The troubling implications of a 'human stock market'

The latest trend in online influencer culture is alarming

The stock market.
(Image credit: Illustrated | Getty Images, iStock)

Sponsored content has long been a moneymaker for online influencers. It's pretty simple: Do a little dance video, pose your cute kid in his wardrobe of neutral linens and cashmere, write up a quick caption about how this product, like, totally changed my life, you guys! Get likes; get paid.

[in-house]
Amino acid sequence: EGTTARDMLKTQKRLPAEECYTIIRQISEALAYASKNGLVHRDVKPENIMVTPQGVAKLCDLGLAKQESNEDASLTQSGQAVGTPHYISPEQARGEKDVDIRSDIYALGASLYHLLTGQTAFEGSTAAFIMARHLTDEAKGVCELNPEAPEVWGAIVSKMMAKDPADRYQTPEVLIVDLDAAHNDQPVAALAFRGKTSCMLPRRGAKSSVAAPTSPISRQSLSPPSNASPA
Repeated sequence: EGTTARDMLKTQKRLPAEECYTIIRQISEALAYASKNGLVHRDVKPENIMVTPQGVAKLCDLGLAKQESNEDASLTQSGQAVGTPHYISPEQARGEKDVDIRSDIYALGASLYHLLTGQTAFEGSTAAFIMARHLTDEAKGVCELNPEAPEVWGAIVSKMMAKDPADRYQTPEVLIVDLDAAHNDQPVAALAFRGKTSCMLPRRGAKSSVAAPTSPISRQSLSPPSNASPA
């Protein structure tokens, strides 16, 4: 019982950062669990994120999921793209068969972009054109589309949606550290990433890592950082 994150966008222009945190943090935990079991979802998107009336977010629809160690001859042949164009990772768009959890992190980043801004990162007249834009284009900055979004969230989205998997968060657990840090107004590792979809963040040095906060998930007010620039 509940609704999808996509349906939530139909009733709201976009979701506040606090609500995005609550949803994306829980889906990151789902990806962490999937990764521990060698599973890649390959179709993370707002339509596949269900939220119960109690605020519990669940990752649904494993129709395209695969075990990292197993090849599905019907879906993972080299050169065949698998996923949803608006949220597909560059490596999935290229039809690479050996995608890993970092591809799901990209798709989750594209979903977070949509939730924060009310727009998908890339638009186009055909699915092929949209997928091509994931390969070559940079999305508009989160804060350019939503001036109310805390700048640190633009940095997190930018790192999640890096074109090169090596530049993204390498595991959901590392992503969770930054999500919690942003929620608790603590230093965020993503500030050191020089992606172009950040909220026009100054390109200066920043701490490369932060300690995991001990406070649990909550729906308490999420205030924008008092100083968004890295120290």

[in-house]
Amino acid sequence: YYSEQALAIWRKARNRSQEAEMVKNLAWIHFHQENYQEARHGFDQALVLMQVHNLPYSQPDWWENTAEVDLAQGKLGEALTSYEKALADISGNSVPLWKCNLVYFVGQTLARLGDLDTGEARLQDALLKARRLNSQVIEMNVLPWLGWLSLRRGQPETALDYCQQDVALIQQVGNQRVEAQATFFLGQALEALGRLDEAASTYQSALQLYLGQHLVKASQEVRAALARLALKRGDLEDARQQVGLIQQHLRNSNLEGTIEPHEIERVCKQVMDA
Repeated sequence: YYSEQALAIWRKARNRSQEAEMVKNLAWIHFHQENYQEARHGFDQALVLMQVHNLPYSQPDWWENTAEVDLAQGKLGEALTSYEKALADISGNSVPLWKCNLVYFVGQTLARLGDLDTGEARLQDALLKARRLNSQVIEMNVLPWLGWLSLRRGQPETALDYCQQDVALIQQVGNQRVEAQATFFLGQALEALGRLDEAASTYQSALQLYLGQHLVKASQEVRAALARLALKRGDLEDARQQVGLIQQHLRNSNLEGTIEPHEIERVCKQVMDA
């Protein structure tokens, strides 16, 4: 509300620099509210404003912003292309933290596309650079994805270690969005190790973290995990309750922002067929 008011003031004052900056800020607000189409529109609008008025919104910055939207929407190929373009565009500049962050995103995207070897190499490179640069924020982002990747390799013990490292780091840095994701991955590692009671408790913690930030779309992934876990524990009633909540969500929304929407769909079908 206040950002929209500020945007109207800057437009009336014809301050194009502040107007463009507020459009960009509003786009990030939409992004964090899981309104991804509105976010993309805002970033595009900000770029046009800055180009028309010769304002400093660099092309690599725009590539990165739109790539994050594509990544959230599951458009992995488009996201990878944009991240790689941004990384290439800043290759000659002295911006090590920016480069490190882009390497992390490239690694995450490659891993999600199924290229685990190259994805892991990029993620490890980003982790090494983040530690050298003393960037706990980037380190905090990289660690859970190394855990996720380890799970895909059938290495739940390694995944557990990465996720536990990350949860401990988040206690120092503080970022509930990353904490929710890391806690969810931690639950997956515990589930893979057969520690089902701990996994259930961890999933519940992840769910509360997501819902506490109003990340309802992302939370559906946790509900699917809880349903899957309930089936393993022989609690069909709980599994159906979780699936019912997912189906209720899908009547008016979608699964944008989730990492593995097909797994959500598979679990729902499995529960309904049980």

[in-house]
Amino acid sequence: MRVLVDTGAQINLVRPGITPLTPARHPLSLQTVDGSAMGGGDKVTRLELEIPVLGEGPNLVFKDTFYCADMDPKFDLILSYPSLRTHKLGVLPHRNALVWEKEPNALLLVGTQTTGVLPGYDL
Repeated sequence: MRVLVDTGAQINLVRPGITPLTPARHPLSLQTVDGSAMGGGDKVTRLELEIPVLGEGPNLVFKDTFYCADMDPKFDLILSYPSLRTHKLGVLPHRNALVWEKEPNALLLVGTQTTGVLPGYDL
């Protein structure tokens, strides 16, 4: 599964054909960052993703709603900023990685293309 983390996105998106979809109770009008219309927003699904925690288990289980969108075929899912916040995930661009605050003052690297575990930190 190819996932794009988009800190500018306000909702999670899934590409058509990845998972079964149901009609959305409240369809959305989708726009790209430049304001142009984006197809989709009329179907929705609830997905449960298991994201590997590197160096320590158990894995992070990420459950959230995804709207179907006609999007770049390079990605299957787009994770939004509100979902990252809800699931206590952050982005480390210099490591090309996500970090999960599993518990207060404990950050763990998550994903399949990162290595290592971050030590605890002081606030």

But how often can one work oneself up to gush about detergent or protein shakes or a fast-fashion item locked, since the moment of its likely unethical manufacture, in a race of material disintegration against rejection from the whims of style? For the influencer tiring of ads, alternatives have arrived, as New York Times tech reporter Taylor Lorenz documented in a new report Wednesday. Instead of hawking physical products that fans can buy from sponsors or, sometimes, the influencers themselves, a new set of apps sell bits of the influencers' lives. I do not think this is a path we want to tread.

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